"scripts": {
  "start": "node index.js",
  "build": "npm update && webpack"

Debug and Access Logs

The log page inside your App settings only provides limited logs and is erased after each app reboot or rebuild.

Visit this page to learn how to make logs persistent for NodeJS and access them at any time from your browser.

Create persistent storage

One of the major improvements of Qoddi in comparison to others app hosting solutions is the ability to create Virtual Disks available for any copy of your app inside the same stack.

Virtual disks allow you to store data safely and securely, without the need to use an additional S3 bucket, and every app size gets free disk space depending on its size (see our pricing for more information).

In addition to that, Virtual disks are backup every day with 10 days history and include ransomware protection at no additional cost.

Read this article for more information about virtual disks and how to add one to your app.

At the moment, NodeJS apps cannot write or access data into virtual disks because of the permissions associated with the “node” user running the app locally. Virtual disks can still be used for other tasks like log persistence.

Define environment variables

Note: Environment variables set in your app settings are injected during the build process. If the build of your app needs to use an env variable make sure to set it before requesting the build.

FlashDrive lets you externalize the configuration of your app : the Qoddi cluster will automatically injects the data when the app start or restart.

Environment variables can include any external data your app needs to run like external resources, databases addresses, encryption keys, etc…

To add an environment variable, access your app settings and click “Add ENV Variable” :

Enter the key (like DATABASE_USER) and the value and click “Add”. Qoddi will automatically add your environment variable and restart your app after a one-minute delay (to let you add more env variables if necessary without restarting the app each time a new variable is added).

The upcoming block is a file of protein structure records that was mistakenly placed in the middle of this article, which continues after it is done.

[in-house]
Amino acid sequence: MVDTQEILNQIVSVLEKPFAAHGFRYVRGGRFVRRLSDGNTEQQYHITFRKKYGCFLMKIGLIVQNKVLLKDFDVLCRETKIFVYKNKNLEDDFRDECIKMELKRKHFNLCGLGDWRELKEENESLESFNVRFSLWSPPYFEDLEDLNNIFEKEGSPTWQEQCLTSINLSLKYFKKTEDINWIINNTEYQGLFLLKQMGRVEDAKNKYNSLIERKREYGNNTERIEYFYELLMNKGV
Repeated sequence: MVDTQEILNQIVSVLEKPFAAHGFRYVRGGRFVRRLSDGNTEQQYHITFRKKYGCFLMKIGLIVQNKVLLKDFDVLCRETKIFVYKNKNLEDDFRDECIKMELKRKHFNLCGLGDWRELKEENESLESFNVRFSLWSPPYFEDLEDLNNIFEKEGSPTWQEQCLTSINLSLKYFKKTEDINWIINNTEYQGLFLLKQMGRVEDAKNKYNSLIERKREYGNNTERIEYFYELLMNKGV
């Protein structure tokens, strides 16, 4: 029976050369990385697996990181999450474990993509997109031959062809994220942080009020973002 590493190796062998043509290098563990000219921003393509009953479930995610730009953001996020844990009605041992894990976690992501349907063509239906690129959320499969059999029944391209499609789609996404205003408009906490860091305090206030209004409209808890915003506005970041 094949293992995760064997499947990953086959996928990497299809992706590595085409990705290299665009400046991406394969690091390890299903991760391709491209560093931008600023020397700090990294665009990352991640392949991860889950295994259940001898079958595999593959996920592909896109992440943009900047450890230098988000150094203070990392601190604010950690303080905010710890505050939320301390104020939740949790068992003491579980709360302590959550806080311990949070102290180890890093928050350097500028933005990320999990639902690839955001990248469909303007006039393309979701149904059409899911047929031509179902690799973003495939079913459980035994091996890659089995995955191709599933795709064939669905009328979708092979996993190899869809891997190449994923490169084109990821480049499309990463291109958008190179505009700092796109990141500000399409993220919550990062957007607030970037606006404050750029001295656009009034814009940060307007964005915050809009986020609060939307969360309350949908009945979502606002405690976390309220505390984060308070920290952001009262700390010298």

Add a domain name

Please check this article for a detailed method on how to use your domain name with Qoddi apps.

Provision a database

Qoddi’s Marketplace includes all popular datastore engines including Mysql, Postgres, MongoDB, and Redis.
To add a database to your app, click on Marketplace and select the database you want to run, then create the new app database inside the same stack as your Node.JS app.

Once the app is running, visit the database app’s settings and retreive the “internal name” :

Use this internal name as you would use a server address, for instance for MySQL this name replaces the usual “localhost”. Some scripts require you to add the database port at the end of the server address. Qoddi uses a common port for each database software, for MySQL it will be 3306 and you can write it like that inside your scripts: internal-name:3306
Postgres usually uses credentials sent inside the login URL, like that : postgres://<user>:<password>@<internalname>:5432/<database>

The login and password information is available inside the Environment Variables of the database app.

Reach your app from another app

Inside your app stack, you can reach any other Qoddi app member of this stack on any port. Qoddi automatically routes the traffic internally and opens the appropriate port. By opposition, your app is only reachable on ports 80/443 from outside of Qoddi.

To reach your app internally, retrieve the internal name from your app settings page :

This name can be used to reach your app from another app inside the same stack. Use it in any form that works with your script :


Note: https:// is not available, all the traffic inside apps is already encrypted by the cluster.


Qoddi uses at rest encryption for the app virtual disks, build images, and encrypted transport from inside the cluster. To make sure the traffic is encrypted between your app and the browser of your users you can set up SSL certificates for any domain name connected to the app (including the FlashDrive’s default domain name).

Scale your App

From your app settings you can scale your app vertically and horizontally: by upgrading the app size (refer to our pricing for app sizes details) or by adding more nodes.

Additional nodes will run another copy of your app inside another Qoddi’s server located inside the same cluster (same geographical location). Traffic is automatically sent to the least occupied node by Qoddi’s load balancer.

Note: Apps that use Virtual Disks will share the same file structure and perform read/write operations on the same disk. It’s fine in most cases for intensive read activity but can create bottlenecks and corrupted data if several nodes of the same app write on the same file at the same time. If your apps use intensive reads on virtual disks consider upgrading the app size instead of adding more nodes.